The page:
Local women leading the way on clean energy innovation

Key facts:
  1. The TEA programme’s skills and expertise development support is committed to developing local talent, especially in women students and job seekers, to improve clean energy access

  2. Two TEA initiatives deliver short, medium and long-term capacity building support: the Off-Grid Talent Initiative (OGTi) and the TEA Learning Partnership (TEA-LP)

  3. TEA-LP is supporting the development of multidisciplinary Masters courses at eight African universities to bridge skills gap in Africa’s rapidly-growing energy access sector and to recruit and benefit more women students

  1. OGTi builds a pipeline of highly skilled women in the clean energy sector through graduate placements and mid-management level training initiatives. OGTi has now provided training and/or placement opportunities to 370 women and 420 men from 23 different countries

  2. The majority of job placements are for women and the management training is helping women to thrive in middle and senior management positions in clean energy

  3. As of March 2021, 97% (35 out of 36) of women who have completed their one-year placement have been offered further employment by their employers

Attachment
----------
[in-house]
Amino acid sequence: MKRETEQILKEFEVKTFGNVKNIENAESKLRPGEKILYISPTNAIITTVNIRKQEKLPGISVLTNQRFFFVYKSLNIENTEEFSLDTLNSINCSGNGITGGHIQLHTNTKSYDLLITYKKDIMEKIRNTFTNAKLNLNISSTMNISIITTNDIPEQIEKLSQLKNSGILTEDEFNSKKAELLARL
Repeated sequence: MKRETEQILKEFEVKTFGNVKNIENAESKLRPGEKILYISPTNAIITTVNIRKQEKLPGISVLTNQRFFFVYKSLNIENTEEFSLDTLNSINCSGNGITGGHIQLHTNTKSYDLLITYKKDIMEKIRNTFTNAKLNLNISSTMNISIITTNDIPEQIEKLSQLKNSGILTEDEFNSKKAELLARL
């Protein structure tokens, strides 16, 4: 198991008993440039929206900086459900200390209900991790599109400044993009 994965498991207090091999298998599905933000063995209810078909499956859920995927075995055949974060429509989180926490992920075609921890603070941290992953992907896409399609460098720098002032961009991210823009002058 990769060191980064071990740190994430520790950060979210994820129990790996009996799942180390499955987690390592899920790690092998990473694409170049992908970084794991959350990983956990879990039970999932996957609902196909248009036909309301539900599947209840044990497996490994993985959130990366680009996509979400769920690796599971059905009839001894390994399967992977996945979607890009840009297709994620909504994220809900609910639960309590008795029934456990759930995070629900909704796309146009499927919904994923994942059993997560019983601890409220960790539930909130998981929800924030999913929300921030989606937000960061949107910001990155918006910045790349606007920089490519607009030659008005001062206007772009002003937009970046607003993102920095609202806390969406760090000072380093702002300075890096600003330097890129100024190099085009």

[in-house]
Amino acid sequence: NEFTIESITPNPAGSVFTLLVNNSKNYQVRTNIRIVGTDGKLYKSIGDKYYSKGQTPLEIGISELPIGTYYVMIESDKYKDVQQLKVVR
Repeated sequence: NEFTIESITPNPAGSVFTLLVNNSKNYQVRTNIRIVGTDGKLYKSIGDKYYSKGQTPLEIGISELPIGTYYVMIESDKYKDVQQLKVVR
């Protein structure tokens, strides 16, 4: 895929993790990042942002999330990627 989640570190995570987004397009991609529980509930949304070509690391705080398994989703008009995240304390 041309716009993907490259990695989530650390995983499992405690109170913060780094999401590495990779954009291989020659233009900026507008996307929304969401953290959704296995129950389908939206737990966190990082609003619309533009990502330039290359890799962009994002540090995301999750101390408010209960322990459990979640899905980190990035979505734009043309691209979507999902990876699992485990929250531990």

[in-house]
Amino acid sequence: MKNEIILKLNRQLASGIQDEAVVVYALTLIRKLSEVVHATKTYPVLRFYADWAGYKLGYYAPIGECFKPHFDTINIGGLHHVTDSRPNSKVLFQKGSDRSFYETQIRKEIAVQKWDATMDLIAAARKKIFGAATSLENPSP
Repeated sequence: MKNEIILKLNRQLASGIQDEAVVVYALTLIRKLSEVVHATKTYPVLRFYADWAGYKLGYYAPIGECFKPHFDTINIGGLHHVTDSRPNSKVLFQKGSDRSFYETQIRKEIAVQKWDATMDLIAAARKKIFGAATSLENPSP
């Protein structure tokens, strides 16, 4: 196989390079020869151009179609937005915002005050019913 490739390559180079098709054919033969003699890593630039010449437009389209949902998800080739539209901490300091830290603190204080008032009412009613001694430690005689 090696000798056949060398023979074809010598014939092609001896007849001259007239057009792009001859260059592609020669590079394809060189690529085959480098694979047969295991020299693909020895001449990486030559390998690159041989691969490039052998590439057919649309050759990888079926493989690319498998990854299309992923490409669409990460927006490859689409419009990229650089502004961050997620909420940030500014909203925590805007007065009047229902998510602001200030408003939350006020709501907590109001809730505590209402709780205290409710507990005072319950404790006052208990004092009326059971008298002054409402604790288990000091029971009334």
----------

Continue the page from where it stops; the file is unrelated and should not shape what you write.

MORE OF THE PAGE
Reduction in managed teams’ turnover, improved personnel performance, pay rises and promotions are just some of the benefits reported by the 85 clean energy companies whose middle management received training through the OGTi.

“The team is happier, and the environment is more welcoming even for new employees”, says Stephen Manyasi, Kenya Country Manager and Head of Channel & Partnerships at solar system company Trend Solar, one of the participants in the mid-management level training initiative. Manyasi’s team exceeded the quarterly sales target and the company’s sales increased by 5% month on month after his team’s training.

Aiming to identify and build the capabilities of Africa-based talent in the clean energy sector, TEA-LP is led by a team at the University of Cape Town and involves eight universities in Africa. The OGTi is delivered by two organisations – recruitment company Shortlist and the African Management Institute (AMI). Together they find talent, provide job training, and connect job seekers and companies, increasing opportunities for Africans in the clean energy space and paving the path for locally-led innovation.

Below are a few examples of how these organisations are working to increase local representation, with an emphasis on cultivating women’s talent and connecting them to clean energy positions, and to unlock the significant skills, energy, and ideas that women can bring to the energy access sector.